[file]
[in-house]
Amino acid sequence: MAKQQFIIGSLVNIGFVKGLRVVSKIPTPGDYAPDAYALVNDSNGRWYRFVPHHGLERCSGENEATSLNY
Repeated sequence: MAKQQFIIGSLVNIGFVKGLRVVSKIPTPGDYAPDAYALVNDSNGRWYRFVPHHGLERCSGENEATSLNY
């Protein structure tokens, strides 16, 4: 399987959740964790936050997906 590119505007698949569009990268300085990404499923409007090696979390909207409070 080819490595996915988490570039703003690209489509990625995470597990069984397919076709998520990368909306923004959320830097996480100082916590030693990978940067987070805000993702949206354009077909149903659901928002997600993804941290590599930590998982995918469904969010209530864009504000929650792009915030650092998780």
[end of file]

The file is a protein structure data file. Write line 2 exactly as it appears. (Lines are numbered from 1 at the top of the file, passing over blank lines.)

Amino acid sequence: MAKQQFIIGSLVNIGFVKGLRVVSKIPTPGDYAPDAYALVNDSNGRWYRFVPHHGLERCSGENEATSLNY